Photochemical reactions have been happening for as long as light and matter have existed. And while chemists have been studying these reactions in earnest since the 19th century, it’s only more recently that they’ve been making the most of them. Today, using light as an energy source for chemical reactions has never been so vital.

Several stories we’ve covered recently convey the kaleidoscope of developments in photochemistry. A few weeks ago we reported on a laser-based process that makes ammonia under ambient conditions. And just before that we wrote about a system that converts light into chemical energy, in the form of out-of-equilibrium photostationary states. It combines a macrocyclic host and a photosensitiser, and was used to transform the stable E isomer of azobenzene to the metastable Z isomer. Confining the process to a host molecule means that when azobenzene photoisomerises into the Z isomer, it no longer fits in the cavity so gets pushed out. Plus, the process uses visible light, which is preferable to previously used ultraviolet light.

Moreover, quantum dots – the tiny crystals honoured with this year’s chemistry Nobel prize – have also found use as photosensitisers and photocatalysts. Light irradiation equal to or greater than a quantum dot’s band gap can excite its valence band electrons to the conduction band, creating electron–hole pairs. Those electrons can be used for splitting water and reducing carbon dioxide, and the holes can degrade organic pollutants. And as well as their tuneable redox potential, quantum dots’ colloidal nature supports interactions between them and their substrates, and also makes them easy to remove and recycle, echoing the benefits of both homogeneous and heterogeneous catalysis.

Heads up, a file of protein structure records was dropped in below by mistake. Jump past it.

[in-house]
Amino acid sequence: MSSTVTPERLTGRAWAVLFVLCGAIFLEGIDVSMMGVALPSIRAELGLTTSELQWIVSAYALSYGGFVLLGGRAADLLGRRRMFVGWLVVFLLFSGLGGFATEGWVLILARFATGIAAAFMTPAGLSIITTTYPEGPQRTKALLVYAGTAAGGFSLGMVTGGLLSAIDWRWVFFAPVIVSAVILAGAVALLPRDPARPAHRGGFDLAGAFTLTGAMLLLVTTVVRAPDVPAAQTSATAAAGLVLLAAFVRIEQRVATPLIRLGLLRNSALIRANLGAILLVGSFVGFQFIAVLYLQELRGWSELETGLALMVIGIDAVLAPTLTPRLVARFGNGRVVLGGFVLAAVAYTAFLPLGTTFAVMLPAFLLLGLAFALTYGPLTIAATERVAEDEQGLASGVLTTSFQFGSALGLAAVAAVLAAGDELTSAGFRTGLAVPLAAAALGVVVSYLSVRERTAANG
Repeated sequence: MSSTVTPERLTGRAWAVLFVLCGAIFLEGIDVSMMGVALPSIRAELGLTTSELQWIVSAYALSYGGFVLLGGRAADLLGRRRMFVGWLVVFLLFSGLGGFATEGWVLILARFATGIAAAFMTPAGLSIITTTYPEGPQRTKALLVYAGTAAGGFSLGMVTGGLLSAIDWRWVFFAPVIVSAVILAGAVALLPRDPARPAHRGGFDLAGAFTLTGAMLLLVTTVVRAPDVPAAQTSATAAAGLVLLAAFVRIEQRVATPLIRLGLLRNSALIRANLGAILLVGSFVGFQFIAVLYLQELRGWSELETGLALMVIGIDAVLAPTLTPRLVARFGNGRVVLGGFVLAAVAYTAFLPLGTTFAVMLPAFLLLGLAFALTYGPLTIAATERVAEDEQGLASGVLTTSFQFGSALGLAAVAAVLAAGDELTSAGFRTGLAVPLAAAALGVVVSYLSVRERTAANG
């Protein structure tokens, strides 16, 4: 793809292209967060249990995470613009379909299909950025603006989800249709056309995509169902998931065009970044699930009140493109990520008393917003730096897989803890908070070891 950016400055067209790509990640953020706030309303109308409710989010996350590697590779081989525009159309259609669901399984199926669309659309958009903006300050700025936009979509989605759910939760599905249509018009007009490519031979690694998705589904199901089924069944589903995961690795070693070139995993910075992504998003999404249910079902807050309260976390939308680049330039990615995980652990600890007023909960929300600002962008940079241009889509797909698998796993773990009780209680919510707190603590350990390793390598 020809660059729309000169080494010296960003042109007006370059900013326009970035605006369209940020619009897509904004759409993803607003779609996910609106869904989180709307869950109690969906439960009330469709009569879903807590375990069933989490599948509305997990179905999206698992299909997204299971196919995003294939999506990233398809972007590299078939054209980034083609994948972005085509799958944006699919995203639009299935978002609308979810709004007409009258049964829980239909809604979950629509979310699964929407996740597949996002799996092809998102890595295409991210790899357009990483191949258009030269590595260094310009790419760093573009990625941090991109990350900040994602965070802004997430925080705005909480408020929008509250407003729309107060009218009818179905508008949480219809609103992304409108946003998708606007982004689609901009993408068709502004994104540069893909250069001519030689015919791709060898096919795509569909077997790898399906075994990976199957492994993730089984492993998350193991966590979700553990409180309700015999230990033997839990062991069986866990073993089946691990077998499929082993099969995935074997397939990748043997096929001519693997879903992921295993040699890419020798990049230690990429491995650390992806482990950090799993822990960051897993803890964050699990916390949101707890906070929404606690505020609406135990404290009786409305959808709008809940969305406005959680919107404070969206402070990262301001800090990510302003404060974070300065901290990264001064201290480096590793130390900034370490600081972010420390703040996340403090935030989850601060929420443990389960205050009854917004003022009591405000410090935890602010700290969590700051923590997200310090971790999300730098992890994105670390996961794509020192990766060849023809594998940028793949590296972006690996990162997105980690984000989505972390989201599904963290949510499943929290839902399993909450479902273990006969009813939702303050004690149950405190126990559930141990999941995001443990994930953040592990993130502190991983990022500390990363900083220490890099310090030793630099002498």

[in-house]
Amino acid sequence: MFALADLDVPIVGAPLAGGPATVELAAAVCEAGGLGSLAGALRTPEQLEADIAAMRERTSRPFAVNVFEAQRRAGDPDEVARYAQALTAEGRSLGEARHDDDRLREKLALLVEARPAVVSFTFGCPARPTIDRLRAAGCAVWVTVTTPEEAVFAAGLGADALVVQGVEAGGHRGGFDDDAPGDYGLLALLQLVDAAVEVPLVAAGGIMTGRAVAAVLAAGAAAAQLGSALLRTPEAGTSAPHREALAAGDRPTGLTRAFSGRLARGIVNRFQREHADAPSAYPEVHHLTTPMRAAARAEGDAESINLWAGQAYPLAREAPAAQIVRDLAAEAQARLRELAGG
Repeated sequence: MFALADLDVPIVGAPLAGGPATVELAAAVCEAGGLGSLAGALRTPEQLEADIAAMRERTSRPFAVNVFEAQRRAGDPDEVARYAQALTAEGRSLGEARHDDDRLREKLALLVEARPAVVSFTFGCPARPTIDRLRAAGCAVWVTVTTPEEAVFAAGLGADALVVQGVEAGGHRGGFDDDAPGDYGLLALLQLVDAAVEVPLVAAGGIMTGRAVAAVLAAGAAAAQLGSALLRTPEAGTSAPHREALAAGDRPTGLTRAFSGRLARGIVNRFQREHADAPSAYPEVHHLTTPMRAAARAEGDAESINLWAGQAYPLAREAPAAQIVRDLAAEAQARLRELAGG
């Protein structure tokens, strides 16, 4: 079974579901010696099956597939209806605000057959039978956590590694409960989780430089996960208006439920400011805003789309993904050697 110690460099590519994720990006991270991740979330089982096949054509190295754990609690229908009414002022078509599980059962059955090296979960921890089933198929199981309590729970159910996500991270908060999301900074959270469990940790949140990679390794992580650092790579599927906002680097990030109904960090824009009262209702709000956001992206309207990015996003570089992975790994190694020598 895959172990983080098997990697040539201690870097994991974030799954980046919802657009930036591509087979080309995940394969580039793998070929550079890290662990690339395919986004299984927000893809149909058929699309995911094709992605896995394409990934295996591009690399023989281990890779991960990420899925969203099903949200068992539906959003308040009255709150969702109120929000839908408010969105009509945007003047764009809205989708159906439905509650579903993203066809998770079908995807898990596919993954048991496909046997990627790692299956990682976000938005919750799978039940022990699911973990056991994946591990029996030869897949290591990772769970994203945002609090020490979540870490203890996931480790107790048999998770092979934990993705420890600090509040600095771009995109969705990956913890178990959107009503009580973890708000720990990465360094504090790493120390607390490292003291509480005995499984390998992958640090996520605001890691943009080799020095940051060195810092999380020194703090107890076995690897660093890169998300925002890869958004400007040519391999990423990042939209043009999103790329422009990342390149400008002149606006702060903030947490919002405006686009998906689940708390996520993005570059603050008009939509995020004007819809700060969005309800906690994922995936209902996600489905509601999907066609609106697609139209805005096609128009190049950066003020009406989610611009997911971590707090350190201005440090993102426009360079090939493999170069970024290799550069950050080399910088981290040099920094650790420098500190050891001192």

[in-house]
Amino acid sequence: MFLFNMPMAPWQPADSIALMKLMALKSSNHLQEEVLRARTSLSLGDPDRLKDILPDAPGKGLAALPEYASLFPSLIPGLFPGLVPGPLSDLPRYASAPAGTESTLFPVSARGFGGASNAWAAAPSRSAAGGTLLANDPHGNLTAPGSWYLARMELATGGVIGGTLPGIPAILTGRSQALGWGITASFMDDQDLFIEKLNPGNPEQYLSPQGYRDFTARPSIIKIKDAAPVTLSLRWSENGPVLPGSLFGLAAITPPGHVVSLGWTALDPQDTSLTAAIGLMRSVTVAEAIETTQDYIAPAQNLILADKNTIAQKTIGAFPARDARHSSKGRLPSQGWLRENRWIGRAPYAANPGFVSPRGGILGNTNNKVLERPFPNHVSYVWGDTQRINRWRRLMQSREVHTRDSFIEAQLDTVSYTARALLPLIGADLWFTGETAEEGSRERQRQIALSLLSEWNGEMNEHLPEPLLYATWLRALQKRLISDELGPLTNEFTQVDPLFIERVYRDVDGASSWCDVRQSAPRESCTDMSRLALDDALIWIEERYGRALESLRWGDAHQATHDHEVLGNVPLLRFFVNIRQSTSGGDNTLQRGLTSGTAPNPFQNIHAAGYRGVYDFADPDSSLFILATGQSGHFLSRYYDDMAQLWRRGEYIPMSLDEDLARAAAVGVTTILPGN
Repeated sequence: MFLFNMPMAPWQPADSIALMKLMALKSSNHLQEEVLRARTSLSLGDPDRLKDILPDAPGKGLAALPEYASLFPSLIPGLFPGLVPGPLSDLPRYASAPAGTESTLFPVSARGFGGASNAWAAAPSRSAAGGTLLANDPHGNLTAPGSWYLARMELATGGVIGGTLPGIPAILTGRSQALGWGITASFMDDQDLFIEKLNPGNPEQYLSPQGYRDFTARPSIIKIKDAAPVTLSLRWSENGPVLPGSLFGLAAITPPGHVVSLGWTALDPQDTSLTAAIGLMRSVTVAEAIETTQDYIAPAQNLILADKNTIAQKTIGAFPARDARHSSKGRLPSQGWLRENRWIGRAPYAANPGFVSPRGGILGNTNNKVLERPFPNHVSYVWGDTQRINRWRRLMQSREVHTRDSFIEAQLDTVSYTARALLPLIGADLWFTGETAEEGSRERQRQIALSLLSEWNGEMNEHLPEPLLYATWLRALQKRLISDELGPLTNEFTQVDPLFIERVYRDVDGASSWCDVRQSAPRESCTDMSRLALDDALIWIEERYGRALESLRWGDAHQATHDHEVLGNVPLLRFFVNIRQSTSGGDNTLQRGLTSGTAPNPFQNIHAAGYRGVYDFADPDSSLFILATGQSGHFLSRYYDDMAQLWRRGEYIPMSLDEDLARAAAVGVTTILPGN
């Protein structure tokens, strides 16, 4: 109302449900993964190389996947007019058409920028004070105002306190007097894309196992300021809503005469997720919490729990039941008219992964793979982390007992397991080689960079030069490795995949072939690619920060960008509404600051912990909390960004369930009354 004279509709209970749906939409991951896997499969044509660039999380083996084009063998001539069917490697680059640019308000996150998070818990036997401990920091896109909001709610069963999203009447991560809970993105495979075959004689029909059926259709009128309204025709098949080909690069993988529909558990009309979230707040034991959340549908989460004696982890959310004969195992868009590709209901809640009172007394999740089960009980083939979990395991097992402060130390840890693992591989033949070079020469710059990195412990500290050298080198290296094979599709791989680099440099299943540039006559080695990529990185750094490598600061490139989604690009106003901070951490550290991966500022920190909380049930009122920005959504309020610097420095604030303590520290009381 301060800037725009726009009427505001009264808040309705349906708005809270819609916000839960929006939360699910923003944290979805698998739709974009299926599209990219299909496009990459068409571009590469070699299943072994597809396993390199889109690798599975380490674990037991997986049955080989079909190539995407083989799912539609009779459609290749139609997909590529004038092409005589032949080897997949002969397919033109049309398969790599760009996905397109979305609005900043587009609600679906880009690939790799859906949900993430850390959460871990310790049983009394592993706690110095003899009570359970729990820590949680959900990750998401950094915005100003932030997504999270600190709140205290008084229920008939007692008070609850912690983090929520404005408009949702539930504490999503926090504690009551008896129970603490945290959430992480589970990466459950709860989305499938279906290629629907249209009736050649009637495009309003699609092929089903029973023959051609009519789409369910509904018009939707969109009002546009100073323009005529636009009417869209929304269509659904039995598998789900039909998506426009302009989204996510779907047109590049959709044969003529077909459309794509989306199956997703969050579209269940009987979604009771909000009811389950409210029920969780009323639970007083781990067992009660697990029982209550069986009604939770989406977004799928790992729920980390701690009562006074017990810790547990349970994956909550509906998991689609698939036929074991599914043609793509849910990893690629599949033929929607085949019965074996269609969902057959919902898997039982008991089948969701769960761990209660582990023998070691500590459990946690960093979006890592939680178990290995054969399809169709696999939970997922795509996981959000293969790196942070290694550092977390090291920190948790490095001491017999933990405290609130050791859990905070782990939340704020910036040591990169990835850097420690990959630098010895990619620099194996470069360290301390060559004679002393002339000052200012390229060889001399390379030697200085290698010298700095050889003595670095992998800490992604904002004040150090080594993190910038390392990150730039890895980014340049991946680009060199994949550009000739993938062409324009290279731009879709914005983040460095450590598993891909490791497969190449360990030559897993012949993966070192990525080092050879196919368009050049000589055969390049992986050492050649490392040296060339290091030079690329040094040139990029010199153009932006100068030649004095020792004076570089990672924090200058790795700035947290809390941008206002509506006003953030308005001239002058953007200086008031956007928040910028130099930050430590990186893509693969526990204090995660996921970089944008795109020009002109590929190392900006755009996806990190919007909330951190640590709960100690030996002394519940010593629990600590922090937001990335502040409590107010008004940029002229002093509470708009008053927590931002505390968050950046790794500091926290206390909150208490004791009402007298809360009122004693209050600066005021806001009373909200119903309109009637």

Of course, theory relating to the world of photochemistry has been progressing too. Right at the beginning of October, we described how researchers have extended instanton theory to compute quantum tunnelling rates through conical intersections. Originally just conjecture, we are now coming to realise that conical intersections – which are molecular geometries where two electronic energy surfaces have the same energy – are ubiquitous in molecular systems and can be remarkably efficient at conferring them with photoreactivity or photostability.

Such an abundance of developments on both experimental and theoretical fronts indicates that photochemistry is set for a bright future.